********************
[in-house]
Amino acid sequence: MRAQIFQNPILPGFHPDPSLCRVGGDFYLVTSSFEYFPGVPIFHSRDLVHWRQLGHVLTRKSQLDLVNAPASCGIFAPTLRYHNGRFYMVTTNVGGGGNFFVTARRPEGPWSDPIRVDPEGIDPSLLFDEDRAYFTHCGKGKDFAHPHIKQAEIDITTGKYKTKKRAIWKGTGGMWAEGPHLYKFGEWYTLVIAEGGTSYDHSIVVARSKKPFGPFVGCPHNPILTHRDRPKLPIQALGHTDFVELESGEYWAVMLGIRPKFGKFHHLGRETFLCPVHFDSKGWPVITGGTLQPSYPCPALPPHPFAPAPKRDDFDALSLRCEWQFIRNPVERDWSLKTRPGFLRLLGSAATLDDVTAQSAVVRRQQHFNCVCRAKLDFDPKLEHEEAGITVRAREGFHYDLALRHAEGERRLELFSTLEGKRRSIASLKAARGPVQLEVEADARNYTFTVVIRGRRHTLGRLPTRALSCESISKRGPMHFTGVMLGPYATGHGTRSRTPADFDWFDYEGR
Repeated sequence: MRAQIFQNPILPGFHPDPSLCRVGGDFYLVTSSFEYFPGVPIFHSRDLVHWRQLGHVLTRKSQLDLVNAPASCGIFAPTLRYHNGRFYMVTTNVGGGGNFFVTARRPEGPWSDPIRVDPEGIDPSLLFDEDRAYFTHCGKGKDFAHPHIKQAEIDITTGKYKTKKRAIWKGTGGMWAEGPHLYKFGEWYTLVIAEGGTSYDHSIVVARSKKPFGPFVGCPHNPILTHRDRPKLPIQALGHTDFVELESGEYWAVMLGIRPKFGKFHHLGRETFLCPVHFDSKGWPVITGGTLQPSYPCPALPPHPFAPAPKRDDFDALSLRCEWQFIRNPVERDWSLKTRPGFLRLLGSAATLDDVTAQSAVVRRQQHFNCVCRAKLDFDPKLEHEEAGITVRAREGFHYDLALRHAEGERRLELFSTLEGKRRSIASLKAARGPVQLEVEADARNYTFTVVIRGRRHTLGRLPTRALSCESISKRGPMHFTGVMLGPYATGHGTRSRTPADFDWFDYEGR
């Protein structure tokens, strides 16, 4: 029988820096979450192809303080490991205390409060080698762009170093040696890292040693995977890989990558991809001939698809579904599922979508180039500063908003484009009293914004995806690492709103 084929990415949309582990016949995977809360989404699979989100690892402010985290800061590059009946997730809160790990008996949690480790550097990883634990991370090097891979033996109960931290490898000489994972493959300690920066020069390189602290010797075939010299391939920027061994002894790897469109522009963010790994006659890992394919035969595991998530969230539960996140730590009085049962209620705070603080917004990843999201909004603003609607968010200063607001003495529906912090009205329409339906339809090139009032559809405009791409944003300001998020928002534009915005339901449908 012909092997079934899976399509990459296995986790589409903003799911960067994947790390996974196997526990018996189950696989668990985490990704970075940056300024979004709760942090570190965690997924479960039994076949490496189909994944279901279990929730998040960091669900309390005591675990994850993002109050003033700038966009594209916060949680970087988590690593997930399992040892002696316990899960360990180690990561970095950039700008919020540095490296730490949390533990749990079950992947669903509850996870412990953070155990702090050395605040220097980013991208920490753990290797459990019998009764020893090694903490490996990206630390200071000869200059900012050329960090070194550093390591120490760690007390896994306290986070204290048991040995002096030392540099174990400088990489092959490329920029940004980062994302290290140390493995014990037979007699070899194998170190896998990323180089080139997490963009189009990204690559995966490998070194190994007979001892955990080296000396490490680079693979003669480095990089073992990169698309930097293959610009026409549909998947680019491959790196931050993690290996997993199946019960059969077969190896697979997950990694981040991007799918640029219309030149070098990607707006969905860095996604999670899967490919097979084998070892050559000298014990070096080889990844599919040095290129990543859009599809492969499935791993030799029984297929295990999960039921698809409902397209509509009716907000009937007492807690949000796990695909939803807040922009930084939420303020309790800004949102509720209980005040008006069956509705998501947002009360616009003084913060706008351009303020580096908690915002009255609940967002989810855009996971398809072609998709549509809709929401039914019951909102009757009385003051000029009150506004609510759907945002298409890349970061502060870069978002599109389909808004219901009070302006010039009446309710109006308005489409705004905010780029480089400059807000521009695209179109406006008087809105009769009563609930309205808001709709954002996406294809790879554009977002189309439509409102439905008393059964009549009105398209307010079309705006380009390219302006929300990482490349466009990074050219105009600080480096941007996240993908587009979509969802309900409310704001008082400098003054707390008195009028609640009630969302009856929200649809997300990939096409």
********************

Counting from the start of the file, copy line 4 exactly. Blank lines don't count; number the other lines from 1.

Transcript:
């Protein structure tokens, strides 16, 4: 029988820096979450192809303080490991205390409060080698762009170093040696890292040693995977890989990558991809001939698809579904599922979508180039500063908003484009009293914004995806690492709103 084929990415949309582990016949995977809360989404699979989100690892402010985290800061590059009946997730809160790990008996949690480790550097990883634990991370090097891979033996109960931290490898000489994972493959300690920066020069390189602290010797075939010299391939920027061994002894790897469109522009963010790994006659890992394919035969595991998530969230539960996140730590009085049962209620705070603080917004990843999201909004603003609607968010200063607001003495529906912090009205329409339906339809090139009032559809405009791409944003300001998020928002534009915005339901449908 012909092997079934899976399509990459296995986790589409903003799911960067994947790390996974196997526990018996189950696989668990985490990704970075940056300024979004709760942090570190965690997924479960039994076949490496189909994944279901279990929730998040960091669900309390005591675990994850993002109050003033700038966009594209916060949680970087988590690593997930399992040892002696316990899960360990180690990561970095950039700008919020540095490296730490949390533990749990079950992947669903509850996870412990953070155990702090050395605040220097980013991208920490753990290797459990019998009764020893090694903490490996990206630390200071000869200059900012050329960090070194550093390591120490760690007390896994306290986070204290048991040995002096030392540099174990400088990489092959490329920029940004980062994302290290140390493995014990037979007699070899194998170190896998990323180089080139997490963009189009990204690559995966490998070194190994007979001892955990080296000396490490680079693979003669480095990089073992990169698309930097293959610009026409549909998947680019491959790196931050993690290996997993199946019960059969077969190896697979997950990694981040991007799918640029219309030149070098990607707006969905860095996604999670899967490919097979084998070892050559000298014990070096080889990844599919040095290129990543859009599809492969499935791993030799029984297929295990999960039921698809409902397209509509009716907000009937007492807690949000796990695909939803807040922009930084939420303020309790800004949102509720209980005040008006069956509705998501947002009360616009003084913060706008351009303020580096908690915002009255609940967002989810855009996971398809072609998709549509809709929401039914019951909102009757009385003051000029009150506004609510759907945002298409890349970061502060870069978002599109389909808004219901009070302006010039009446309710109006308005489409705004905010780029480089400059807000521009695209179109406006008087809105009769009563609930309205808001709709954002996406294809790879554009977002189309439509409102439905008393059964009549009105398209307010079309705006380009390219302006929300990482490349466009990074050219105009600080480096941007996240993908587009979509969802309900409310704001008082400098003054707390008195009028609640009630969302009856929200649809997300990939096409």